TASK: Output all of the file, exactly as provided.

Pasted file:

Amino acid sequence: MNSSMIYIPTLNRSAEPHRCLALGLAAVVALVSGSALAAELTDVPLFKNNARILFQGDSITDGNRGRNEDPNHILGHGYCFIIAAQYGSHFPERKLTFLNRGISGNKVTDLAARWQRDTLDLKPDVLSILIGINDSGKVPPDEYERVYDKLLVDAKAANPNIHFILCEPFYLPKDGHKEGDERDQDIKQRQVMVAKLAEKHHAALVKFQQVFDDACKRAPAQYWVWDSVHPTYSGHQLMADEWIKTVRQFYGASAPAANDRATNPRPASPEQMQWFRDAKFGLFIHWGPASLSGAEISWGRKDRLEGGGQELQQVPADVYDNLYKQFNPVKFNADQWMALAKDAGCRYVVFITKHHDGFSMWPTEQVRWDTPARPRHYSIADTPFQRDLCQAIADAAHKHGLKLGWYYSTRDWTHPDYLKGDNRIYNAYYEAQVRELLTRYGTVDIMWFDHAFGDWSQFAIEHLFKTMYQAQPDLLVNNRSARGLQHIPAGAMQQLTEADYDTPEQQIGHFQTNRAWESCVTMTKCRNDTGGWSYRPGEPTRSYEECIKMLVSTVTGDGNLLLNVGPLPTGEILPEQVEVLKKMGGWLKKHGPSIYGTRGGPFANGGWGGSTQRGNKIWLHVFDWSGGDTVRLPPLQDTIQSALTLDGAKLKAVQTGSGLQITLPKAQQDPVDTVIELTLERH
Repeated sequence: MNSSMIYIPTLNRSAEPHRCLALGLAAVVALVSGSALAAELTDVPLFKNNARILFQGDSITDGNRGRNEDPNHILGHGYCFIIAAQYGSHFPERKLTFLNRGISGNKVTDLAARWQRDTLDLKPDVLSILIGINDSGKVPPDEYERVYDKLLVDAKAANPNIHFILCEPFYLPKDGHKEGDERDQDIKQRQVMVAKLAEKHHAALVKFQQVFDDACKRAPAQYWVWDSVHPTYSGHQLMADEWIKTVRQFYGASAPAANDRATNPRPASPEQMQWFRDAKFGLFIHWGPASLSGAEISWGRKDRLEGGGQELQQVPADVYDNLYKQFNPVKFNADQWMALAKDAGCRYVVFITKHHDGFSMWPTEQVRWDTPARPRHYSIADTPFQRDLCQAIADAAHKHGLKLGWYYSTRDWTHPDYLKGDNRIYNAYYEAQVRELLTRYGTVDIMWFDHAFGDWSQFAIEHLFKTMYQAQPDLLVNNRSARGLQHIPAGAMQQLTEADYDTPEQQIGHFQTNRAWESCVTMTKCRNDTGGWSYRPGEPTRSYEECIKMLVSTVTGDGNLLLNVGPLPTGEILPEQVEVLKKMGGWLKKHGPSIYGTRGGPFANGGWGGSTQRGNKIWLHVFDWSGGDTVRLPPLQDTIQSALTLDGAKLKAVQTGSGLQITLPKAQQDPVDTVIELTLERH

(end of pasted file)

Amino acid sequence: MNSSMIYIPTLNRSAEPHRCLALGLAAVVALVSGSALAAELTDVPLFKNNARILFQGDSITDGNRGRNEDPNHILGHGYCFIIAAQYGSHFPERKLTFLNRGISGNKVTDLAARWQRDTLDLKPDVLSILIGINDSGKVPPDEYERVYDKLLVDAKAANPNIHFILCEPFYLPKDGHKEGDERDQDIKQRQVMVAKLAEKHHAALVKFQQVFDDACKRAPAQYWVWDSVHPTYSGHQLMADEWIKTVRQFYGASAPAANDRATNPRPASPEQMQWFRDAKFGLFIHWGPASLSGAEISWGRKDRLEGGGQELQQVPADVYDNLYKQFNPVKFNADQWMALAKDAGCRYVVFITKHHDGFSMWPTEQVRWDTPARPRHYSIADTPFQRDLCQAIADAAHKHGLKLGWYYSTRDWTHPDYLKGDNRIYNAYYEAQVRELLTRYGTVDIMWFDHAFGDWSQFAIEHLFKTMYQAQPDLLVNNRSARGLQHIPAGAMQQLTEADYDTPEQQIGHFQTNRAWESCVTMTKCRNDTGGWSYRPGEPTRSYEECIKMLVSTVTGDGNLLLNVGPLPTGEILPEQVEVLKKMGGWLKKHGPSIYGTRGGPFANGGWGGSTQRGNKIWLHVFDWSGGDTVRLPPLQDTIQSALTLDGAKLKAVQTGSGLQITLPKAQQDPVDTVIELTLERH
Repeated sequence: MNSSMIYIPTLNRSAEPHRCLALGLAAVVALVSGSALAAELTDVPLFKNNARILFQGDSITDGNRGRNEDPNHILGHGYCFIIAAQYGSHFPERKLTFLNRGISGNKVTDLAARWQRDTLDLKPDVLSILIGINDSGKVPPDEYERVYDKLLVDAKAANPNIHFILCEPFYLPKDGHKEGDERDQDIKQRQVMVAKLAEKHHAALVKFQQVFDDACKRAPAQYWVWDSVHPTYSGHQLMADEWIKTVRQFYGASAPAANDRATNPRPASPEQMQWFRDAKFGLFIHWGPASLSGAEISWGRKDRLEGGGQELQQVPADVYDNLYKQFNPVKFNADQWMALAKDAGCRYVVFITKHHDGFSMWPTEQVRWDTPARPRHYSIADTPFQRDLCQAIADAAHKHGLKLGWYYSTRDWTHPDYLKGDNRIYNAYYEAQVRELLTRYGTVDIMWFDHAFGDWSQFAIEHLFKTMYQAQPDLLVNNRSARGLQHIPAGAMQQLTEADYDTPEQQIGHFQTNRAWESCVTMTKCRNDTGGWSYRPGEPTRSYEECIKMLVSTVTGDGNLLLNVGPLPTGEILPEQVEVLKKMGGWLKKHGPSIYGTRGGPFANGGWGGSTQRGNKIWLHVFDWSGGDTVRLPPLQDTIQSALTLDGAKLKAVQTGSGLQITLPKAQQDPVDTVIELTLERH